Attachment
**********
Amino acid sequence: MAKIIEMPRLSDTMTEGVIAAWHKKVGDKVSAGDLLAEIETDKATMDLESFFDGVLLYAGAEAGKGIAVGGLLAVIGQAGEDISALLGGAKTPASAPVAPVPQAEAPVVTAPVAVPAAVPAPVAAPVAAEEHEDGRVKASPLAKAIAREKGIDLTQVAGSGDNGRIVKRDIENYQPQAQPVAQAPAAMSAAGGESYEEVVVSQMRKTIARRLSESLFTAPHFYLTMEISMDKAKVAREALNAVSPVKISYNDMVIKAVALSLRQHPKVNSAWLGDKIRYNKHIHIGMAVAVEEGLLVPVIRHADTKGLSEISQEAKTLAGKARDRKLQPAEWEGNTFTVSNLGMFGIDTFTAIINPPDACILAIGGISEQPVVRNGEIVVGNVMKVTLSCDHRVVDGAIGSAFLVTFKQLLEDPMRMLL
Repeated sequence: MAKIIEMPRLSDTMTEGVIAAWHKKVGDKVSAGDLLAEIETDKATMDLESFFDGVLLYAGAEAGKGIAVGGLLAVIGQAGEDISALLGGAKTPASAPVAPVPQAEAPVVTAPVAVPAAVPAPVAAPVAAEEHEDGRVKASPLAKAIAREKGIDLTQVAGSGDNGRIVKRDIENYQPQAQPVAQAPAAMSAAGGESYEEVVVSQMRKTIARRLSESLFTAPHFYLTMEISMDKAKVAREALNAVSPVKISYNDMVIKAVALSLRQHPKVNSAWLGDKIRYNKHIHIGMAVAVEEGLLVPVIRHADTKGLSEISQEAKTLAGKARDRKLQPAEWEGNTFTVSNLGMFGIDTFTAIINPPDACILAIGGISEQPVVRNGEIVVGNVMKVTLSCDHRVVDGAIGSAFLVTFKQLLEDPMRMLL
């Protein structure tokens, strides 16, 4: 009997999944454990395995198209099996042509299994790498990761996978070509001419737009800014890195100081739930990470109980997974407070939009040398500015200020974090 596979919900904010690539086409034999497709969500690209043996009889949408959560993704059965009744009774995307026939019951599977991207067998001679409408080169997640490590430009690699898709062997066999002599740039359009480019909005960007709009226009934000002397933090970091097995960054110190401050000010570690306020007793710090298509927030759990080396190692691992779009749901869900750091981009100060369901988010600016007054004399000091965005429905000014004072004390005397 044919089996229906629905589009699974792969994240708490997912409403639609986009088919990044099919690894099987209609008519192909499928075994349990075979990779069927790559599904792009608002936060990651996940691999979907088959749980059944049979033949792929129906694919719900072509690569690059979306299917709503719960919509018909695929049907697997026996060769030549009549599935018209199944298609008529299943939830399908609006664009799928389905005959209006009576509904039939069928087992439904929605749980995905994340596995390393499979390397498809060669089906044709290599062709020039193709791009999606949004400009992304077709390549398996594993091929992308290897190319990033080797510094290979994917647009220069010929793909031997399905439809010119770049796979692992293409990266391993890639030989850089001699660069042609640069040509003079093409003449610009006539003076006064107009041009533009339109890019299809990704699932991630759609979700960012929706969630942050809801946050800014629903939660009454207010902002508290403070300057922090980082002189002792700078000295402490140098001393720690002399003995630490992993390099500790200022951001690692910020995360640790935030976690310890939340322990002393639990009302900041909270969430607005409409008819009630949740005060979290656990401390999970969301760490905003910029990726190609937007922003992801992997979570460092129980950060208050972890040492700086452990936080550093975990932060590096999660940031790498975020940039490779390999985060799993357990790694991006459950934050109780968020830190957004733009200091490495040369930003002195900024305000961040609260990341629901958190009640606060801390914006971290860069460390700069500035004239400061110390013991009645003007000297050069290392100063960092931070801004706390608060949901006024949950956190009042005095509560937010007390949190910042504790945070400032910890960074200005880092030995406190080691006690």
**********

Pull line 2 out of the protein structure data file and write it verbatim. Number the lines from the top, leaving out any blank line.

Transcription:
Repeated sequence: MAKIIEMPRLSDTMTEGVIAAWHKKVGDKVSAGDLLAEIETDKATMDLESFFDGVLLYAGAEAGKGIAVGGLLAVIGQAGEDISALLGGAKTPASAPVAPVPQAEAPVVTAPVAVPAAVPAPVAAPVAAEEHEDGRVKASPLAKAIAREKGIDLTQVAGSGDNGRIVKRDIENYQPQAQPVAQAPAAMSAAGGESYEEVVVSQMRKTIARRLSESLFTAPHFYLTMEISMDKAKVAREALNAVSPVKISYNDMVIKAVALSLRQHPKVNSAWLGDKIRYNKHIHIGMAVAVEEGLLVPVIRHADTKGLSEISQEAKTLAGKARDRKLQPAEWEGNTFTVSNLGMFGIDTFTAIINPPDACILAIGGISEQPVVRNGEIVVGNVMKVTLSCDHRVVDGAIGSAFLVTFKQLLEDPMRMLL